Although there was some military activity during Akhenaten’s reign, the king seems to have been interested more in his religious and cultural reforms than he was in protecting Egypt’s intrests abroad. Calls for support from his vassals in Syria-Palestine went largely ignored, opening the way for the Hittite empire to expand its own realm of influence in that region.
Akhenaten’s religious reforms were also reflected in the different way he had himself portrayed in statues and reliefs.
Towards the end of his reign, Akhenaten appointed Semenekhkare to be his coregent, leaving all the worldly matters to him. Remarkably, the junior coregent appears to have set the first steps towards a restoration of the old cults.
It would, however, be Tutankhaten, who would abandon the capital of Akhenaten, along with the cult of its god. Having changed his name to Tutankhamun, this young king set about reopening the temples that were closed during the reign of Akhenaten, restoring the old priesthood back to its former power. Despite the importance of his reign, Tutankhamun will probably be best remembered for his tomb, which was found almost intact in the early 1920s.
The mummy mask of Tutankhamun is perhaps one of the most famous finds in the history of archaeology.
Tutankhamun having died without leaving an heir, the throne passed to two of his courtiers. The first was Ay, who is sometimes believed to have been a brother-in-law of Amenhotep III and who married the widow of the deceased king in order to legitimise his claims to the throne.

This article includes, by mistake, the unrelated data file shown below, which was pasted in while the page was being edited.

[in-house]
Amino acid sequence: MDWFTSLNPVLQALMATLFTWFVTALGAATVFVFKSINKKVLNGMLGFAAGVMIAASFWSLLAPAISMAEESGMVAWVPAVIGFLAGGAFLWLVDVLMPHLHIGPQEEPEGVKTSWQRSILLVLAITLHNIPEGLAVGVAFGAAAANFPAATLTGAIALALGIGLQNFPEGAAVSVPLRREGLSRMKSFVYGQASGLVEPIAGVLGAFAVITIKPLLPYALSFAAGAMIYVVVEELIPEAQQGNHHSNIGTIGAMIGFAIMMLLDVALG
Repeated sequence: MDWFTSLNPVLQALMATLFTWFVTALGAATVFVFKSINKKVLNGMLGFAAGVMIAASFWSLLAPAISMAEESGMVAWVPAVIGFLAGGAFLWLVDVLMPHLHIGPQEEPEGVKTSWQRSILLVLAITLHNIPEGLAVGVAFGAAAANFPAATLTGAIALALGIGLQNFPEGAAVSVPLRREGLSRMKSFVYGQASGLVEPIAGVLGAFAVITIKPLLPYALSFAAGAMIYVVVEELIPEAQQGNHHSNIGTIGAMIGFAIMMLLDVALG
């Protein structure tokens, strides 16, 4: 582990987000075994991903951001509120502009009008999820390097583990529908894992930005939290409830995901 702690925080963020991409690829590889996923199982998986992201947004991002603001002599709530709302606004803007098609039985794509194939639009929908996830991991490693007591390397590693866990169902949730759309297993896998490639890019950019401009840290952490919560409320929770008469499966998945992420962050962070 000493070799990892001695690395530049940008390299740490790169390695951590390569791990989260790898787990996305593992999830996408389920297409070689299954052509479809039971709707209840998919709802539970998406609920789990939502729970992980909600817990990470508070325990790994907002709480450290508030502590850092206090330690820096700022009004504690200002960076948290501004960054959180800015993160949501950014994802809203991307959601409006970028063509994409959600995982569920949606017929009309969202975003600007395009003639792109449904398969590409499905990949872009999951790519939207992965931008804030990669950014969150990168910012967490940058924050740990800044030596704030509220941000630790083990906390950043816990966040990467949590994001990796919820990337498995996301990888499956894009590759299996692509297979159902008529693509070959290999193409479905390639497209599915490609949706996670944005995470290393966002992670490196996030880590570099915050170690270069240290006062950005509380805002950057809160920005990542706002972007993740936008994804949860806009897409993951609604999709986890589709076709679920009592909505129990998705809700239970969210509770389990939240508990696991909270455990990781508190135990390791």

The second was Horemheb, a former general who served under Tutankhamun and who may have been married to a sister of Nefertiti, Akhenaten’s wife. It was during Horemheb’s reign that the restoration policy after the Amarna Revolution turned into a policy of destruction: Akhenaten’s names were chissled away, his statues torn down and his temples smashed to bits.
As he had no male offspring, Horemheb appointed an old comrade in arms, the general Paramesu, to be his successor. With Paramesu’s accession to the throne as Ramesses I, the 18th Dynasty had come to an end.
The table below lists the kings and queen of the 18th Dynasty:
(*) Note that all dates are approximations only and that even the length of each king’s tenure of power is subject to debate.